Off with my underthings, plain cotton, with a pad in the croch and a falsie where my left breast never grew.  The clothes disappear.  Here they have no use.

//What do you see?//

From head to toe, I quantify myself.  Dishwater blonde hair on a scalp that flakes.  A face boiling with fresh acne, brown spots showing where I've tried to dig it out and my ungrateful skin rebelled.  A short neck with a dark ring around the base no scrubbing will take off.  A hunched back, rounded shoulders.  One breast drooping, the other missing.  A double-keg of stomach.  It's a massive thing, this, and I describe it at some length.  It's the first and last thing anyone ever sees, it's the reason everyone knows me even if they don't.  An ass that starts above the small of my back.  Under the droop of my belly there's a shadow that might be a mons.  Legs falling down all over themselves in massive pouches.  Feet swollen and shiny with the fluid my heart's not strong enough to cycle on its own.

I hate it.  Every micrometer, every cell, every fiber.

//Then change it.//

There's a knife in my hand.  I don't know how, I tell the voices.

//We'll tell you,// the voices say, and shard into a noise of contradicting advice and instruction and encouragement.  Stab here, slice there, let this drain, pump that up.

It'll hurt.  I don't like hurting.

//There's no pain here.//

Oh.  So I go to work.  They're right, no pain.  If anything, it's all intellctually interesting, the way my body reacts to the knife.  The gray light makes everything stand out in especial detail.  Blood and fat and flesh.  It's slippery and disobedient to my will, like it's fighting me.  Why is it fighting me?  It must know this is all to make things okay.

And even if it doesn't work, at least I'll have scars to show that I tried.


Saturday, December 22, 2012

Caveats, A Poem

I'm a gamer . . . well not really,
because I only own ten or so games,
because I don't play CoD or Halo,
because I'm a punchline to my peers.

I'm an artist . . . well not really,
because I only knit scarves,
because I don't sculp or paint or play,
because I can't write stories.

I'm a citizen . . . well not really,
because I can't stand up or sit down,
because I'm too weird to identify with,
because my experience is invalid.

I'm a woman . . . well not really,
because I've never been to bed with anyone,
because people can't touch me,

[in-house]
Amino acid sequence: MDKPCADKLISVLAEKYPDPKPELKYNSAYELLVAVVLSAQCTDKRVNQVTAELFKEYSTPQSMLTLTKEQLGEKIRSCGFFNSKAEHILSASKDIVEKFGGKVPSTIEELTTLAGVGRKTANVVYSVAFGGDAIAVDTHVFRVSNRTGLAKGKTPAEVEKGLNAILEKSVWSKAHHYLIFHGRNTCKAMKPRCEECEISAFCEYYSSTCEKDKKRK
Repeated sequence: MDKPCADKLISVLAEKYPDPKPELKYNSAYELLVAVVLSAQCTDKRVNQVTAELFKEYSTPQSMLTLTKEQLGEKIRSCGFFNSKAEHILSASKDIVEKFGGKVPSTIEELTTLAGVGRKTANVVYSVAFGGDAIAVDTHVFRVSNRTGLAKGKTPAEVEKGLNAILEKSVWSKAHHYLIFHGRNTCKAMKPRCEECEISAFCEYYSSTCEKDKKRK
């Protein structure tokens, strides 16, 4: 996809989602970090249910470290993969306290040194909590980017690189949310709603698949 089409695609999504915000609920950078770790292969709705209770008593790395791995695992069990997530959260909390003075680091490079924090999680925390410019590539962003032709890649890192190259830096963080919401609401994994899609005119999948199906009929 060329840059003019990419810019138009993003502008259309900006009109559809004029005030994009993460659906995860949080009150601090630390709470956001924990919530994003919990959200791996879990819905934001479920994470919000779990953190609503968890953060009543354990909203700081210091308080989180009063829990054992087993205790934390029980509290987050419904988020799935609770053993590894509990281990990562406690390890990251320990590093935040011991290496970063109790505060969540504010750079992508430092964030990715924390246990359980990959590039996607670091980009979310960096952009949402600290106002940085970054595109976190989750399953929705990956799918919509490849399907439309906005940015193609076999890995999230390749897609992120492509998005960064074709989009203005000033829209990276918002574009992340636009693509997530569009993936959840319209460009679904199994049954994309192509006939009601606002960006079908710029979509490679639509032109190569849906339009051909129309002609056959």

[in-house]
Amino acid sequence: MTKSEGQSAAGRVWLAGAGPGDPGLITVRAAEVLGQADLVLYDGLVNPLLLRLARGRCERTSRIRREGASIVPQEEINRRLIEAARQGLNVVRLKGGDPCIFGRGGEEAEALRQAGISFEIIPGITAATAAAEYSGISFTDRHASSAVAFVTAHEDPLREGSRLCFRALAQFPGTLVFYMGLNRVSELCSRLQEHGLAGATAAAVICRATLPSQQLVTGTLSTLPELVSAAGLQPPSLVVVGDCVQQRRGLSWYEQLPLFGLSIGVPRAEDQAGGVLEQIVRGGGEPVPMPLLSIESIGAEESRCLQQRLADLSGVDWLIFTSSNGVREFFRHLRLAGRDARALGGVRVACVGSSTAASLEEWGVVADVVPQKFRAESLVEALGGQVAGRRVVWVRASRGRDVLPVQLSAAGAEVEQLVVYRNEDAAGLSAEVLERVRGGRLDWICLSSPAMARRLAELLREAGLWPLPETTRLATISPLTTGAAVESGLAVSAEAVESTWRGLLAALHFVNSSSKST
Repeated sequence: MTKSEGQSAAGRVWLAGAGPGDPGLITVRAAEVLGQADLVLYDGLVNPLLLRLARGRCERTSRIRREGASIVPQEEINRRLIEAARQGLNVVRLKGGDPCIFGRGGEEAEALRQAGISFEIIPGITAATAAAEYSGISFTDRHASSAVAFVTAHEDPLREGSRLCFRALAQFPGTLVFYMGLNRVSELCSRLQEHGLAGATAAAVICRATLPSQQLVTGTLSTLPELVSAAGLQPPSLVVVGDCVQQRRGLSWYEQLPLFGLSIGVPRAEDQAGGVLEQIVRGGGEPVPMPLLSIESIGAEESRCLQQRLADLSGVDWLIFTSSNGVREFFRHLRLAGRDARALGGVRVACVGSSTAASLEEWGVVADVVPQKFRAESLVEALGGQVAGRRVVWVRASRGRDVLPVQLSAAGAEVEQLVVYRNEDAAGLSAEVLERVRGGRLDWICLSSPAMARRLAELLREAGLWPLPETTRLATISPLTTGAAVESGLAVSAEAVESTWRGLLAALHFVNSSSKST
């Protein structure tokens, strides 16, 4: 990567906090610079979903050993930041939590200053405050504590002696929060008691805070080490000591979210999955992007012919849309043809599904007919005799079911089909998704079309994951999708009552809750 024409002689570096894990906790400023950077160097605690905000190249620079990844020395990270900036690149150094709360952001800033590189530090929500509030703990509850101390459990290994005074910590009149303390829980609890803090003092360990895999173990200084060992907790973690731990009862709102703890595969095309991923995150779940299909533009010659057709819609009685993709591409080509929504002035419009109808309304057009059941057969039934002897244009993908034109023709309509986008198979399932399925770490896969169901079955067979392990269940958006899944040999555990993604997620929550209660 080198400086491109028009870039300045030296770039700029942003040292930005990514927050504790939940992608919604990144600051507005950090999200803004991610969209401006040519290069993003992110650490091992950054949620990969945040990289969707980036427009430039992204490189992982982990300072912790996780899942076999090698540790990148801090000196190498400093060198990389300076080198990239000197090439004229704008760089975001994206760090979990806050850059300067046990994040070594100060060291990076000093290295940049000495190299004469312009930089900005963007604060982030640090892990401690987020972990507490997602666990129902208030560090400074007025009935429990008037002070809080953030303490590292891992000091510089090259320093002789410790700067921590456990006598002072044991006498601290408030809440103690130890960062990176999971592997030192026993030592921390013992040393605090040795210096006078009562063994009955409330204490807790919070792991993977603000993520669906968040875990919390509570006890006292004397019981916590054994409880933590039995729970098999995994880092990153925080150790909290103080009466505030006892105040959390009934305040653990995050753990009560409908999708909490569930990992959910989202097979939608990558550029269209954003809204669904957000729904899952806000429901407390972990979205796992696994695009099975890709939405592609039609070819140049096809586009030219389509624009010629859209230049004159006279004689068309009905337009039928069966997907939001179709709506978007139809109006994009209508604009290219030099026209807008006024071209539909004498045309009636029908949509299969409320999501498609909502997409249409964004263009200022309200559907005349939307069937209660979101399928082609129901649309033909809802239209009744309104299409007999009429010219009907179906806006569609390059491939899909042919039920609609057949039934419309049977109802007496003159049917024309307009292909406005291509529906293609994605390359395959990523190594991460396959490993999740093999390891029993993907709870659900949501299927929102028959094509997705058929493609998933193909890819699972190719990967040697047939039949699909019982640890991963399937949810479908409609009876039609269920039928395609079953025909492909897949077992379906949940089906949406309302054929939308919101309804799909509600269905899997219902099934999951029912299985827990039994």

because I can't touch people.

I'm a sister and a daughter . . . well not really,
because my eyes are the wrong color,
because my expressions of love are wrong,
because I don't fit in my slot.

I'm a person . . . well not really,
because I am deviant,
because I am deficient,
because I am disgusting.

Because my skin is not clear.
Because my bosom is malformed.
Because my hair doesn't style itself.

Because my teeth are crooked.
Because my belly droops to my thighs.
Because my ass is a yard across.

Because there is nothing inside me but fat.
Because there is nothing inside me but need.
Because there is nothing inside me anyone wants.


Monday, December 3, 2012

It's Not Size Acceptance, It's People Acceptance

All applicable warning flags and disclaimers, I'm not a psychiatrist or a sociologist or an anything-ist, I've just lived through some interesting times, this opinion is strictly that of the opinionholder and does not reflect the viewpoint of anyone but them, et cetera et cetera et cetera . . .

You wanna know what the *real* force against Size Acceptance is?

A lot of people have hitched significant portions of their self-esteem to their image. Thin is both desireable and attainable, or so the culture says. People who are thin can therefore take pride and pleasure in that fact, and they reap all kinds of little rewards from an approving culture.

Now here come these upstarts who don't fit the standard, whom the culture judges as dirty and unworthy. These upstarts, these . . . these . . . *fat* people, suggest that body size isn't a sign of rigorous self care, adversity overcame, or the love of an approving God. That body size is as meaningless as having blue eyes and blond hair; attractive to many, symbolic of nothing.